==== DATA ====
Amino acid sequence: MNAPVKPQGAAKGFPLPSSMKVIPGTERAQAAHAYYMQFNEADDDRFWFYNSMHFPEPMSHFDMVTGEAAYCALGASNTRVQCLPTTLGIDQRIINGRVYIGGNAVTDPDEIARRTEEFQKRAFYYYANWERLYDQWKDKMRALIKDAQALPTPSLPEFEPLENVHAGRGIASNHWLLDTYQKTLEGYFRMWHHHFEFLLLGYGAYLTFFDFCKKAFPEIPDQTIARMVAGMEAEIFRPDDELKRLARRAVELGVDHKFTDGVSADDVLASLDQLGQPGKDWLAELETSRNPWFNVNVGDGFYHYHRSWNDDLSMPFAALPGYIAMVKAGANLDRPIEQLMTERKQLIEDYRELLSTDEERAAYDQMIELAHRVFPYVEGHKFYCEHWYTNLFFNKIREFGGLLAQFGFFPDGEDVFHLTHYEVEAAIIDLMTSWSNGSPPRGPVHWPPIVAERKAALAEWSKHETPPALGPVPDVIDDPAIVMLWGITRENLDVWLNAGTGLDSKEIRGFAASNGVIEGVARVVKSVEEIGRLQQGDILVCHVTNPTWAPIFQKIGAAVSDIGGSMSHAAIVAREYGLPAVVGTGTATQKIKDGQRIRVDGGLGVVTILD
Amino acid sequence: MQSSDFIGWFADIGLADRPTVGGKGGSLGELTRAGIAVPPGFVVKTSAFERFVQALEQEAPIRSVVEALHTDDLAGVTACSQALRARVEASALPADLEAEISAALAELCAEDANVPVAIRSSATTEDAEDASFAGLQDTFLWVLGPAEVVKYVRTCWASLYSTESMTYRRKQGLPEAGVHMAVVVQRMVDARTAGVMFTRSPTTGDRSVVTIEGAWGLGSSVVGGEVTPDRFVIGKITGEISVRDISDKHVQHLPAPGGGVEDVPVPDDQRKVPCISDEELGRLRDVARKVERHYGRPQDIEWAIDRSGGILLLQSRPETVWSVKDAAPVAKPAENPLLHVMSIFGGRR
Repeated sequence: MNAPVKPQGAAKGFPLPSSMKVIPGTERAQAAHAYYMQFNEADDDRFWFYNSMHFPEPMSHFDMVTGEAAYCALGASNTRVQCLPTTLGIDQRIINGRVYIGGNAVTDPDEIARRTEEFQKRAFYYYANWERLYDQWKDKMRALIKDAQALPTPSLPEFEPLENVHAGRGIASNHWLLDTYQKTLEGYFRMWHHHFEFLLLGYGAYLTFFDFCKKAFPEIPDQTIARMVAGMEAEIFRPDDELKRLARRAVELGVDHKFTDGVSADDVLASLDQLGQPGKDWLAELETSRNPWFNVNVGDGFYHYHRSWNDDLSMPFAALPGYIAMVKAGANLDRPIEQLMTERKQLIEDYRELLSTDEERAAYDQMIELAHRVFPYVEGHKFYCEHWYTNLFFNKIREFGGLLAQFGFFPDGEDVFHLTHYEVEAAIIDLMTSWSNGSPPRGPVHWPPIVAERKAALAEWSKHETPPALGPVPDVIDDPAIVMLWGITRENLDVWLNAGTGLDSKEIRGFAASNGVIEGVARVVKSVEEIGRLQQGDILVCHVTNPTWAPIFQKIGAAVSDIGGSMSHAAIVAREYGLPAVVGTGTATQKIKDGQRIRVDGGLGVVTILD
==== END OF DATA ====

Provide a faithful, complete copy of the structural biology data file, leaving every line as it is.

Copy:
Amino acid sequence: MNAPVKPQGAAKGFPLPSSMKVIPGTERAQAAHAYYMQFNEADDDRFWFYNSMHFPEPMSHFDMVTGEAAYCALGASNTRVQCLPTTLGIDQRIINGRVYIGGNAVTDPDEIARRTEEFQKRAFYYYANWERLYDQWKDKMRALIKDAQALPTPSLPEFEPLENVHAGRGIASNHWLLDTYQKTLEGYFRMWHHHFEFLLLGYGAYLTFFDFCKKAFPEIPDQTIARMVAGMEAEIFRPDDELKRLARRAVELGVDHKFTDGVSADDVLASLDQLGQPGKDWLAELETSRNPWFNVNVGDGFYHYHRSWNDDLSMPFAALPGYIAMVKAGANLDRPIEQLMTERKQLIEDYRELLSTDEERAAYDQMIELAHRVFPYVEGHKFYCEHWYTNLFFNKIREFGGLLAQFGFFPDGEDVFHLTHYEVEAAIIDLMTSWSNGSPPRGPVHWPPIVAERKAALAEWSKHETPPALGPVPDVIDDPAIVMLWGITRENLDVWLNAGTGLDSKEIRGFAASNGVIEGVARVVKSVEEIGRLQQGDILVCHVTNPTWAPIFQKIGAAVSDIGGSMSHAAIVAREYGLPAVVGTGTATQKIKDGQRIRVDGGLGVVTILD
Amino acid sequence: MQSSDFIGWFADIGLADRPTVGGKGGSLGELTRAGIAVPPGFVVKTSAFERFVQALEQEAPIRSVVEALHTDDLAGVTACSQALRARVEASALPADLEAEISAALAELCAEDANVPVAIRSSATTEDAEDASFAGLQDTFLWVLGPAEVVKYVRTCWASLYSTESMTYRRKQGLPEAGVHMAVVVQRMVDARTAGVMFTRSPTTGDRSVVTIEGAWGLGSSVVGGEVTPDRFVIGKITGEISVRDISDKHVQHLPAPGGGVEDVPVPDDQRKVPCISDEELGRLRDVARKVERHYGRPQDIEWAIDRSGGILLLQSRPETVWSVKDAAPVAKPAENPLLHVMSIFGGRR
Repeated sequence: MNAPVKPQGAAKGFPLPSSMKVIPGTERAQAAHAYYMQFNEADDDRFWFYNSMHFPEPMSHFDMVTGEAAYCALGASNTRVQCLPTTLGIDQRIINGRVYIGGNAVTDPDEIARRTEEFQKRAFYYYANWERLYDQWKDKMRALIKDAQALPTPSLPEFEPLENVHAGRGIASNHWLLDTYQKTLEGYFRMWHHHFEFLLLGYGAYLTFFDFCKKAFPEIPDQTIARMVAGMEAEIFRPDDELKRLARRAVELGVDHKFTDGVSADDVLASLDQLGQPGKDWLAELETSRNPWFNVNVGDGFYHYHRSWNDDLSMPFAALPGYIAMVKAGANLDRPIEQLMTERKQLIEDYRELLSTDEERAAYDQMIELAHRVFPYVEGHKFYCEHWYTNLFFNKIREFGGLLAQFGFFPDGEDVFHLTHYEVEAAIIDLMTSWSNGSPPRGPVHWPPIVAERKAALAEWSKHETPPALGPVPDVIDDPAIVMLWGITRENLDVWLNAGTGLDSKEIRGFAASNGVIEGVARVVKSVEEIGRLQQGDILVCHVTNPTWAPIFQKIGAAVSDIGGSMSHAAIVAREYGLPAVVGTGTATQKIKDGQRIRVDGGLGVVTILD